If sciatica symptoms are present when getting out of the car, you can suggest trying a towel “tootsie roll.” Fold a small bath towel in half lengthwise and roll it up as you would a yoga mat into a tootsie roll shape. Place the towel support at the crease of the car seat to prevent the pelvis from shifting out of neutral into a posterior tilt. This roll can also be placed on a chair for additional support. Be sure that your client understands that the towel tootsie roll is used ONLY at the base of the sacrum (where the crease of the seat and backrest meet) and NOT to be placed at the lumbar spine. The towel’s purpose is to give the pelvis a feeling of rocket boosters at the base of the pelvis shifting the weight slightly forward on the ischial tuberosities, not to force more curve in the low back.

 Tightness in the piriformis muscle can also cause sciatic pain since the pathway from the origin and insertion of the muscle crosses over the sciatic nerve. Improving flexibility through regular stretching may also help relieve sciatic symptoms. The pretzel stretch is useful for stretching the piriformis and can be performed with modifications. 

Directions for the Pretzel Stretch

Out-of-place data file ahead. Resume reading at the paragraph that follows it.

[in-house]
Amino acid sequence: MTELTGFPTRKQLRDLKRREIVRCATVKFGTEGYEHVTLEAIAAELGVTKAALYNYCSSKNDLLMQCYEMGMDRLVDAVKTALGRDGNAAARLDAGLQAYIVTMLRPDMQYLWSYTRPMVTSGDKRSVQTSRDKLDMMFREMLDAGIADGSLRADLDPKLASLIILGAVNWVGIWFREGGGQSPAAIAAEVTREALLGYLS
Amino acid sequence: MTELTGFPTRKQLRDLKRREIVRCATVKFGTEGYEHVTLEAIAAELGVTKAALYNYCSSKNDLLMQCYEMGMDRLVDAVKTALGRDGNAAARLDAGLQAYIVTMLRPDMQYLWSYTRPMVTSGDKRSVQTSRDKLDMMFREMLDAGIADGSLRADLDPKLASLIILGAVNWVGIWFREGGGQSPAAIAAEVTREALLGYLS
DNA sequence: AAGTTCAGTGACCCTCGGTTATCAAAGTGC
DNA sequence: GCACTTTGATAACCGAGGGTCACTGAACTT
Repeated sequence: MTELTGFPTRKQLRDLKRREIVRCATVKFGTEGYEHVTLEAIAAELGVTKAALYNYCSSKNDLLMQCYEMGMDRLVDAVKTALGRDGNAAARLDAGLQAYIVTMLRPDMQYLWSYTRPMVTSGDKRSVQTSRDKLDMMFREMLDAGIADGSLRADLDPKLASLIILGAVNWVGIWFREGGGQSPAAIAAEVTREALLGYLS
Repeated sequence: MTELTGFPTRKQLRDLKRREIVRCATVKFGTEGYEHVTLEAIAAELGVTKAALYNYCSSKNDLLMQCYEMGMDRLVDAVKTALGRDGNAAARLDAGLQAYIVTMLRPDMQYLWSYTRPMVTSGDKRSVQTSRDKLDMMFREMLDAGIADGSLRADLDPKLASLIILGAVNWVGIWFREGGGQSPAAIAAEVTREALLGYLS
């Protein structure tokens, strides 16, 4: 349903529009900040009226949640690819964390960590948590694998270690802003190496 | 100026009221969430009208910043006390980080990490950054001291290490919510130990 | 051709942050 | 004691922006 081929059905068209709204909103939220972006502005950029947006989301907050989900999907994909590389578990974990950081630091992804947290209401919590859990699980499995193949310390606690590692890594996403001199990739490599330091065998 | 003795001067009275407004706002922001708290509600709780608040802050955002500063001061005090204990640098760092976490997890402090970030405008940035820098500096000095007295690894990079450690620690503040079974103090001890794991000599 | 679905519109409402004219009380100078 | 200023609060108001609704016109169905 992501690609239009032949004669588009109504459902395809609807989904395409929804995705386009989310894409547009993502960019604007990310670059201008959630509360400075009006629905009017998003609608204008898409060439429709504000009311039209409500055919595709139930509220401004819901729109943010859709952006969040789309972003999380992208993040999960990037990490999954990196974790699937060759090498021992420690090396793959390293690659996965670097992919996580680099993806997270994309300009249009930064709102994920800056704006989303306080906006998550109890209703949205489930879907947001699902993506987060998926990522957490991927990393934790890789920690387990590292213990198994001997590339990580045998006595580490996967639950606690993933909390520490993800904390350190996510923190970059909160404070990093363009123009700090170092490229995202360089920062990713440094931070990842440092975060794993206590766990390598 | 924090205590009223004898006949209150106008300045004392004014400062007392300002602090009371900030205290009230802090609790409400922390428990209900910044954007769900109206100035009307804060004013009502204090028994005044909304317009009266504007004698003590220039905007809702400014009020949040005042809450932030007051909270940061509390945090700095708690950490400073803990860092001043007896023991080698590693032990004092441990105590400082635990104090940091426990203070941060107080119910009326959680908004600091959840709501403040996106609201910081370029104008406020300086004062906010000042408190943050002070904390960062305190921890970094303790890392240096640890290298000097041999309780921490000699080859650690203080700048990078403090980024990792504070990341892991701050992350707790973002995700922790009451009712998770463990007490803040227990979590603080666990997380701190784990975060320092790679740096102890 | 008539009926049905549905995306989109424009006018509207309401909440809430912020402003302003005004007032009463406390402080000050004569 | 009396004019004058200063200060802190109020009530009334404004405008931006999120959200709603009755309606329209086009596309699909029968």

Lie on your back with bent knees with both feet on the floor. Place your right ankle over the left knee and clasp the back of the left thigh with both hands and pull the left thigh toward the chest. Keeping the left thigh toward the chest, inhale and push the left thigh away from the chest while simultaneously pulling the clasped hands behind the thigh toward you. The leg doesn’t go anywhere, but muscle tension is created. Exhale releasing this muscle tension and pull the left leg closer to the chest. As you do the above, it is very important to keep the sitbones (ischial tuberosities) reaching toward the floor and try to maintain the lumbar curve found in neutral pelvis. This “sitting” toward the floor feeling creates opposition in the stretch providing a better pull. You can also rock the stretch slightly from side to side. Hold the stretch for around one minute and then repeat it to the opposite side. Sitting in a chair can modify this exercise for those unable to stretch on the floor with the emphasis placed on sending the tailbone back and lifting the chest up and forward.